by Pierre Mallia MD MPhil PhD FRCGP
Director, Centre for Bioethics, Medical School

My past experience as President of the Malta College of Family Doctors has taught me how much doctors try to interpret the law; especially when it comes to EU directives in relation to medicine. This is quite understandable. Yet if the cautiousness of lawyers had never taught me anything, my other experience on a fifth framework project, PRIVIREALA, which dealt with the EU directive on Data Protection as applied to medicine and in particular DNA, has taught me even more how tricky it can be to try to interpret the law. I was privileged to work with over sixty lawyers from different EU states, and they were all humble in their dealing with laws. They treated the law with the respect with which we treat our patients – no hasty interpretations.

I am certainly no expert, but along with those who went into some detail regarding Data Protection, I have seen myths being created that perpetuate into illegality. Data Protection laws are there to protect the fundamental rights and freedoms of the individual. The EU directive on Data Protection is not. It takes for granted that EU states do indeed protect fundamental rights and freedoms1. In itself the directive is in fact wrongly often referred to as the ‘privacy act’, which it is not. In fact, the directive is there to facilitate transfer of information between EU states. The raison d’etre of the EU is to do away with economic barriers, and this is what the directive is all about. It is primarily not concerned with medicine, but takes medicine, statistics and historical matters to task as well. The fact that it gives exemptions to medicine, does not mean that privacy does not exist when it comes to doing research on samples. This is what PRIVIREAL was all about. It simply means that doctors can make use of files to treat patients.

Therefore the act in itself is there to prevent us from impeding transfer of information within EU states. Even if we feel that a country does not protect data sufficiently, it is this act which stops us from not allowing information transfer. Protests can only be done through the EU itself. The Data Protection Law in Malta conforms to the Directive.2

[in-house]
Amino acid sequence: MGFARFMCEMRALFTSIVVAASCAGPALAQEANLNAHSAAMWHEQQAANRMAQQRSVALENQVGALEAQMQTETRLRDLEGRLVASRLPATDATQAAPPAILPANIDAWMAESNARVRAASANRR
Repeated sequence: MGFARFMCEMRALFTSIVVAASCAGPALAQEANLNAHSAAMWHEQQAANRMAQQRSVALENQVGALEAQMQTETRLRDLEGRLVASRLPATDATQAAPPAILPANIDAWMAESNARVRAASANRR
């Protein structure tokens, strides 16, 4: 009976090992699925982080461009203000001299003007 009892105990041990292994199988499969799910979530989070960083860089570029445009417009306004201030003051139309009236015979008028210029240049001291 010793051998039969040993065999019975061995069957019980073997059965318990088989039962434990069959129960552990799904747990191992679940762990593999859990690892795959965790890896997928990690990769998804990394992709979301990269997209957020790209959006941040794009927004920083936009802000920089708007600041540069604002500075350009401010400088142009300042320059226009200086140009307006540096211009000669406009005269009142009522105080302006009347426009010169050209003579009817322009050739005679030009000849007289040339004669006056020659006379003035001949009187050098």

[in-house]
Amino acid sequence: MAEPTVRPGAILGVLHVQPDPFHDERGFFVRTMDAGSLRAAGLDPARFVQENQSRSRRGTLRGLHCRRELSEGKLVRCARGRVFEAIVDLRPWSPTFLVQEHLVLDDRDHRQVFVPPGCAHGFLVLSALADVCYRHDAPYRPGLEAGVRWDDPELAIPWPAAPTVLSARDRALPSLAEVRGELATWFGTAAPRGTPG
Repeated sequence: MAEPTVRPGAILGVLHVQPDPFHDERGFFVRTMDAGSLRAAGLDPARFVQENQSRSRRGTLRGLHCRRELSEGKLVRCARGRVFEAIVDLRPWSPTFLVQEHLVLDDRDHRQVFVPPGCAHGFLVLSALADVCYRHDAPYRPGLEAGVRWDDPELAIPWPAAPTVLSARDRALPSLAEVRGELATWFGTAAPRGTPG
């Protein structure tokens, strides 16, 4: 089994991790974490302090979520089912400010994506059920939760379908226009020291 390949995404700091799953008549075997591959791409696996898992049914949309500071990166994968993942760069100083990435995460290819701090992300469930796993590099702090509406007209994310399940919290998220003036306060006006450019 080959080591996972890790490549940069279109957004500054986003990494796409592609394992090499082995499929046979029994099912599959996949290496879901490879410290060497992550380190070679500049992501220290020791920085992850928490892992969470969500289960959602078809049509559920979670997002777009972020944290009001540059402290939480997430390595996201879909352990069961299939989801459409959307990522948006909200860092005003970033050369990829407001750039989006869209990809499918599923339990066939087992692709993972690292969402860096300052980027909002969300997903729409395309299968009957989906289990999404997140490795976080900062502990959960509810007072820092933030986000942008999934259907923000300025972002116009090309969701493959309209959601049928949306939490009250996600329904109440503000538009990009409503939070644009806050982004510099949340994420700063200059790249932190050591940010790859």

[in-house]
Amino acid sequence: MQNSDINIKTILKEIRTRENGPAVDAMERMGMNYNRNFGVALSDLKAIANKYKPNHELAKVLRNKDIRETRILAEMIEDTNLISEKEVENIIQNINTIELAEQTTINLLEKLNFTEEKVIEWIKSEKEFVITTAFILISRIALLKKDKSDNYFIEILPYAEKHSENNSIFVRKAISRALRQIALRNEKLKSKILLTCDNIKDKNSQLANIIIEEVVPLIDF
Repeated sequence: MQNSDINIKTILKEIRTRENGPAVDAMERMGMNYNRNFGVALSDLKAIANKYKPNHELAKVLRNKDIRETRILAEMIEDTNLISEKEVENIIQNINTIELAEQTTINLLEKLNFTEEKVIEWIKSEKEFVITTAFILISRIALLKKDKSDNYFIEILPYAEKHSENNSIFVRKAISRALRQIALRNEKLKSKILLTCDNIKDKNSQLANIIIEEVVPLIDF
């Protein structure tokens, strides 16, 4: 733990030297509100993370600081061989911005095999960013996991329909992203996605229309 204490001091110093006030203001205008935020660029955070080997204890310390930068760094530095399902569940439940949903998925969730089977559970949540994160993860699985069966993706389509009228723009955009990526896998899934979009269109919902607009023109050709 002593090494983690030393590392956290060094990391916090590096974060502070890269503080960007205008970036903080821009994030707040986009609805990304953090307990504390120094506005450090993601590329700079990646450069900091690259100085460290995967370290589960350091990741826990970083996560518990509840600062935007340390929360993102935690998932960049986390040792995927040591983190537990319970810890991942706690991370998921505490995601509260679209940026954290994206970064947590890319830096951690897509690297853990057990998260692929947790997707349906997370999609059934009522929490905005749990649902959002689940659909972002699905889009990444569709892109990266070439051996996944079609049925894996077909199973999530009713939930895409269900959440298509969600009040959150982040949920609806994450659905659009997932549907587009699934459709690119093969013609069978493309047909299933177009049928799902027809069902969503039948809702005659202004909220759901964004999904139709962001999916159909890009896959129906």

Data protection laws within EU states vary in their degrees of definition of what is a person. Some would include the fetus and dead people, others only seem to imply it, whilst others directly exclude these criteria. Also there seems to be divergent views of definitions such as anonymity. One myth is that once something is anonymised, then one can do what one wishes with the data. But if someone has the key, or a reference, to which we can go back to find the subject, even if it is not the researcher himself,  then this data cannot be considered anonymous.

Conversely Recital 263 of the directive allows for individual control even of anonymized data. A person has a right to disallow his or her data to be used for research to which they would have moral objection to. In this regard the directive does not allow broad consent to samples being used for research purposes. Informed consent imposes that we would still have to go back to patients to explain what the research is all about. This has been hard to digest by the medical profession, which has a considerable amount of samples stored over the years. However, the directive seems to allow an exception where this is not feasible – such as using samples obtained before the local act was adopted, where it would be difficult to trace the individuals to obtain their consent. However the Data Protection Commissioner would have to give his approval; which may be done through a Research Ethics committee which he allocates for the purpose.


A. Acronym for ‘Privacy in Medical Research and Law’, PRIVIREAL is a European Commission funded project examining the implementation of Directive 95/46/EC on data protection in relation to medical research and the role of ethics committees in European countries. The project is co-ordinated by Prof. Deryck Beyleveld, Faculty of Law, University of Sheffield.


1. Beyleveld D, Rouille-Mirza S, Townend D  et al. ‘Introduction,’ in Beyleveld D,  Townend D, Rouille-Mirza S et al (eds). Implementation of the Data Protection Directive in Relation to Medical Research in Europe. England: Ashgate, 2004: p.1-2.

2. Mallia P, Refalo I, Cauchi M et al. ‘The implementation of the Data Protection Directive 1995/46/EC in Malta’, in Beyleveld D,  Townend D, Rouille-Mirza S et al (eds).  Implementation of the Data Protection Directive in Relation to Medical Research in Europe. England: Ashgate, 2004: p.255-72.

3. Directive 95/46/EC of the European Parliament and of the Council of 24 October 1995 on the protection of individuals with regard to the processing of personal data and on the free movement of such data. Official Journal of the European Communities. L281: p.31-50.